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RFID to the Rescue (Literally)

A Japanese company thinks radio-frequency identification could save lives in emergency situations.
August 18, 2011

In an emergency, instant access to information can mean the difference between life and death. Why is this patient seizing? Does she have any allergies to medications? What’s her blood type? To delay in answering these questions costs precious seconds and minutes in a person’s treatment.

A Japanese company, Asahi Kasei, thinks it has a solution to this problem, according to a report in the Japanese business daily The Nikkei, spotted by TechCrunch. The key is a device, just three centimeters square and costing $25 when it hits the market next year, that uses radio-frequency identification (or RFID) to mine information from a patient’s laptop or smartphone.

In Japan, FeliCa smart card technology is ubiquitous (it first emerged there in the mid-90s); all the major mobile carriers use it, as to many major electronics companies, like Sony. For these reasons, Asahi Kasei opted for FeliCa tech in its own device. The idea is that an emergency medical worker encountering a gravely ill patient could simply tap the Asahi Kasei device against the patient’s phone or PC, instantly surfacing crucial health information: blood type, age, allergies, and the like. You could even surface links to more involved data: x-ray images, for instance.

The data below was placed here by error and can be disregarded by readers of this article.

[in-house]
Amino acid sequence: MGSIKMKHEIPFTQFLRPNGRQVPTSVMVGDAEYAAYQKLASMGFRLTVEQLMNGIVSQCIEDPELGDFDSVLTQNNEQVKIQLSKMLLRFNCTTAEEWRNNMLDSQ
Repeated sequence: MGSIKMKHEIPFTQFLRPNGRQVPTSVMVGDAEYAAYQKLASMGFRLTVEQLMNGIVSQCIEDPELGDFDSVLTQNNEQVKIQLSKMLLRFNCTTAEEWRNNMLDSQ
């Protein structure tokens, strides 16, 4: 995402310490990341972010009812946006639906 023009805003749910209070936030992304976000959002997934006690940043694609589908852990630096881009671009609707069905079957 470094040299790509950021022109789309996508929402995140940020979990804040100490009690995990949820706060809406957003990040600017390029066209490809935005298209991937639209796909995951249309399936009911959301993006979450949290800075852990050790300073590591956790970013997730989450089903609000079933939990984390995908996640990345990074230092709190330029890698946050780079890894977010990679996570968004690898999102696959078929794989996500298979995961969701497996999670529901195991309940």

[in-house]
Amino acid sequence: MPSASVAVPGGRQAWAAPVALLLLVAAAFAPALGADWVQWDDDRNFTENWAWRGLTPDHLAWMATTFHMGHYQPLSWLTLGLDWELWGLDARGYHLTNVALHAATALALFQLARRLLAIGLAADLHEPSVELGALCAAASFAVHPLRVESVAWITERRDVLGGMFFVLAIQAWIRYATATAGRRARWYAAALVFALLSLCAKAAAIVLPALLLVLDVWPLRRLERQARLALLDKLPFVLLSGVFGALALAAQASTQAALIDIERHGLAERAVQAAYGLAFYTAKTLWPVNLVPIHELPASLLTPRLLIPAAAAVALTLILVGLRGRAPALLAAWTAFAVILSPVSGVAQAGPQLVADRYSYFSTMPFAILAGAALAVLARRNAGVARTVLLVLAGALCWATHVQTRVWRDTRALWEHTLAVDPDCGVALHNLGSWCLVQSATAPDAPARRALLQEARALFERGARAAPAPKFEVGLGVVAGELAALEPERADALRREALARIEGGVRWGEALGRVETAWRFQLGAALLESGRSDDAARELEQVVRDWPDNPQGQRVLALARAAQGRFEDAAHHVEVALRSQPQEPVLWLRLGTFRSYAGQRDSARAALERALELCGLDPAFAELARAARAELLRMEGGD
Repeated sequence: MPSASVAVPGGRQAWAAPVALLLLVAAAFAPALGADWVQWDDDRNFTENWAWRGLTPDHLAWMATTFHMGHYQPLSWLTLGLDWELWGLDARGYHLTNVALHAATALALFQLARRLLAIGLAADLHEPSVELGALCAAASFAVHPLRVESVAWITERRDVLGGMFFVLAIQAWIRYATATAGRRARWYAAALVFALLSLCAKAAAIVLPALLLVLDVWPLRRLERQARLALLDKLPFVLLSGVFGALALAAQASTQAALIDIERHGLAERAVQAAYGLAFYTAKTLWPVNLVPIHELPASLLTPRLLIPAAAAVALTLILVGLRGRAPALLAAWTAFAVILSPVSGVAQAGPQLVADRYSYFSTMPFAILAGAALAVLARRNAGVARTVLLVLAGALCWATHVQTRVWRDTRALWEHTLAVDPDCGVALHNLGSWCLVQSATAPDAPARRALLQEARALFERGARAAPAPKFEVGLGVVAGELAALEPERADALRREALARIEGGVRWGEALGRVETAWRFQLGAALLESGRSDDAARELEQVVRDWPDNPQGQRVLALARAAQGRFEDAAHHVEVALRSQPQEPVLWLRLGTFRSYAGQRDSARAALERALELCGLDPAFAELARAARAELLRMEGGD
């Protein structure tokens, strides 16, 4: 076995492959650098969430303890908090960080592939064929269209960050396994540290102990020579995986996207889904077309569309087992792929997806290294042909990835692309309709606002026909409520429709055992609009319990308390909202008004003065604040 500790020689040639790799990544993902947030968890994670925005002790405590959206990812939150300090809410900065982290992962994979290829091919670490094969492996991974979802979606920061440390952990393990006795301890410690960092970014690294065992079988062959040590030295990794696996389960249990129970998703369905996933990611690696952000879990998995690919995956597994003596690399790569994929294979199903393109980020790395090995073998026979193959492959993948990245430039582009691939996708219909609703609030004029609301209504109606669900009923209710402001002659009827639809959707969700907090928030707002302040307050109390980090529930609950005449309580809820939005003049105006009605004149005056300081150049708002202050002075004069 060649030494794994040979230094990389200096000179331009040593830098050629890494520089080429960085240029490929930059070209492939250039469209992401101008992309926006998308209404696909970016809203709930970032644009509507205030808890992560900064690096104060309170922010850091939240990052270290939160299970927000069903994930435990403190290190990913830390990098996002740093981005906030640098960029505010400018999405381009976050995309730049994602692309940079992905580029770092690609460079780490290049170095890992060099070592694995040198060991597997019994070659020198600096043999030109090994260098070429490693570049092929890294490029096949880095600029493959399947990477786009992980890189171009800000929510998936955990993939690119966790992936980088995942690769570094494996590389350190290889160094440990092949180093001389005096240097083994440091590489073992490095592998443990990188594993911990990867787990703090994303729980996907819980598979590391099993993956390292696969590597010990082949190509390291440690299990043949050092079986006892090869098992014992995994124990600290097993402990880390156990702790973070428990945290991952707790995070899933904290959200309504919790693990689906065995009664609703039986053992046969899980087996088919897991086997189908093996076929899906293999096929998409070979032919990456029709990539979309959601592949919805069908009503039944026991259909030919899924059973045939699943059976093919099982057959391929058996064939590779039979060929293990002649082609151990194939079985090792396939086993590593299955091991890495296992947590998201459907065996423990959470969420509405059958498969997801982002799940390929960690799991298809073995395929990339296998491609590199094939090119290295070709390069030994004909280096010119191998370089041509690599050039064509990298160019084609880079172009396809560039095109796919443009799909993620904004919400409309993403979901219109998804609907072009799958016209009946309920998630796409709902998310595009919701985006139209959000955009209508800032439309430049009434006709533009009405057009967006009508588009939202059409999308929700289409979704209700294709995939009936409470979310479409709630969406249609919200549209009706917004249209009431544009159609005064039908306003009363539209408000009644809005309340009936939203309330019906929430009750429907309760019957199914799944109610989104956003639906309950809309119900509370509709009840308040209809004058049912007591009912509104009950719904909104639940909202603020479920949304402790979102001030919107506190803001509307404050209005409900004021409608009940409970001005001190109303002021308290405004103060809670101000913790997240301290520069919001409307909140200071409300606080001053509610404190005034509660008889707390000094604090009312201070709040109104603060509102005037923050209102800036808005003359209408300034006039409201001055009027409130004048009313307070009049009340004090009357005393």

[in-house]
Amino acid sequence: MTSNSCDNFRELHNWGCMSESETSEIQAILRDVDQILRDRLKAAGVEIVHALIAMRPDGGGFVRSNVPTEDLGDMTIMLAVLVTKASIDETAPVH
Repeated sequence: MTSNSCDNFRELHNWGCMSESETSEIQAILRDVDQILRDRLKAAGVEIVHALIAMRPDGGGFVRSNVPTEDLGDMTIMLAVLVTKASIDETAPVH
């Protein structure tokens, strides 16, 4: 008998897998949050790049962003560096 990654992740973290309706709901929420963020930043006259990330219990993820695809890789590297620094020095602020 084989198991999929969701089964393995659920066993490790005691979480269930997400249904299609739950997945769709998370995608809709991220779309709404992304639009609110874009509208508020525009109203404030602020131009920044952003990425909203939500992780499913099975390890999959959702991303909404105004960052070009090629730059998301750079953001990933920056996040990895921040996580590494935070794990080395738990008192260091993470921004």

The digitization, storage, and easy access of medical records is a sensitive space, one several major players have been interested in for years. But it’s a space that has toppled giants already (or at least caused them to stumble).

In late June, Google said that it would be retiring its service Google Health, which had allowed users to upload and analyze their health data. “[W]e’ve observed that Google Health is not having the broad impact that we hoped it would,” the company announced on its blog. Though we opined at the time that Google was not at fault so much as America’s balkanized health system, surely skittishness and concerns over privacy and data security also factored in the public’s failure to warm to Google Health.

Japan though, is a different country; RFID is a different technology (though not altogether unhackable); and emergency medical situations are different from the day-to-day health data that was Google Health’s main focus. For these reasons, it will be interesting to see if Asahi Kasei succeeds where Google failed, and if RFID–which has been worming its way into everything from food to towels–might have a place in the hospital, as well.

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